Wednesday, April 30, 2014

To See and Be Seen

Last week I had a strange dream. I won't go into details (since stock prices are more interesting to read than other people's dreams) but basically at one point in the dream, someone asked me what I want the most. After careful consideration, I replied that I want the ability to see others and to be seen.

This dream  followed an experience I had with a good friend who I used to confide in on a fairly regular basis. Last week, I sat across from him at his desk and shared one of the major changes I have made over the past few months. I knew he would not agree with my decision but I wanted him to try and understand my experience and the WHY behind my decision.

Unfortunately, he dismissed me quickly with eye rolling and a tangent that reflected a lack of empathy for others with different experiences than his. As I sat across from him, I began to feel invisible. He was looking at me but he couldn't see me. I fought the urge to stand on his desk and shout "I'm right here! LOOK at me!"

This week, I had another experience of telling a different friend about the same decision. With sensitivity, she asked thoughtful questions. She LISTENED and tried to UNDERSTAND my perspective. And although she, too, may not ultimately agree with my decision, she assured me that it doesn't change her good opinion of me. After our conversation, she thanked me and told me that she had gained a much broader perspective from hearing my thoughts. She could see me.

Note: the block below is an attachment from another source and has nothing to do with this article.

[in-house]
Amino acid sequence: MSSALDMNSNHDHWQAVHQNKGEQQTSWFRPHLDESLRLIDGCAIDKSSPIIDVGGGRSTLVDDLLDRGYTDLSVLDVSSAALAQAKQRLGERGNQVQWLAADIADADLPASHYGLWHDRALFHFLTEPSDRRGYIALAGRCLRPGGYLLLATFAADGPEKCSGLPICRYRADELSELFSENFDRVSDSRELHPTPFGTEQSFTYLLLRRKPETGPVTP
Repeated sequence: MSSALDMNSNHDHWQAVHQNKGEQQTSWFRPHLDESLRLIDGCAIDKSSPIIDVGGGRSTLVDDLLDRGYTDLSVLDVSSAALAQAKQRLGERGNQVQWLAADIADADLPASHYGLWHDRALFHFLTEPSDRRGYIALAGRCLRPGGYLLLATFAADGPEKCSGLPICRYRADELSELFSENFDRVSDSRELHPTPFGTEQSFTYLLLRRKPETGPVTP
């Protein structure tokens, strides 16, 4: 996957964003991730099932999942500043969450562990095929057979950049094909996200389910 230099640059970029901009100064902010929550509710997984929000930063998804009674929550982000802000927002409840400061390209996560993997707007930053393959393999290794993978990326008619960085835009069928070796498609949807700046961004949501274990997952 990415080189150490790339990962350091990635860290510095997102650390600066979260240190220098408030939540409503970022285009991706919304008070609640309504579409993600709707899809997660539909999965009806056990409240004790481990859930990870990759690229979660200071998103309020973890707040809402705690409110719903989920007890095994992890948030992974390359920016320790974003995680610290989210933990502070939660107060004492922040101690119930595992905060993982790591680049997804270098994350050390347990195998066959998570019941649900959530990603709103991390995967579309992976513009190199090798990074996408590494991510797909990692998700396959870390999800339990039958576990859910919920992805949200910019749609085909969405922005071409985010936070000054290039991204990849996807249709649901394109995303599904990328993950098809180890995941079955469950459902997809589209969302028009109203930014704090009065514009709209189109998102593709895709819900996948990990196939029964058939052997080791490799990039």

I know that I, too, have dismissed others at times. I have chosen not to see them, either to spare myself pain and discomfort or simply because their experiences were vastly different than mine and I did not care to try and understand. I not only missed out the opportunity to connect with these people; I also prevented myself from gaining new insights and broadening my vision.

One of my favorite parts from Lucy Grealy's brilliant "Autobiography of a Face" discusses how people were drawn to Grealy because she loved them for who they were rather than who she wanted them to be. She could see them. Acknowledge them. Accept them. Love them.

Seeing is suspending judgment while we patiently listen to another's story. Seeing is asking questions, and showing interest, care and concern. Seeing is allowing the person to be vulnerable in front of us and inviting him or her to be authentic. Seeing is trying to understand where they are coming from -- what experiences have shaped them? Why do they make the decisions they do? What do they want and what are their struggles?

Even if we're frustrated, hurt or angry, can we acknowledge them? Can we see them?

And do we seek after relationships where we, too, are seen? What makes you feel seen or dismissed?

Wednesday, April 23, 2014

Down with Positive Psychology?

Yesterday while perusing the Psychology Today website (it's a daily habit, I confess), I came across an article that perfectly summed up something I have been feeling. The article is called "Into the Dark: A Psychology of Soul, Shadow and Diversity" by David Bedrick.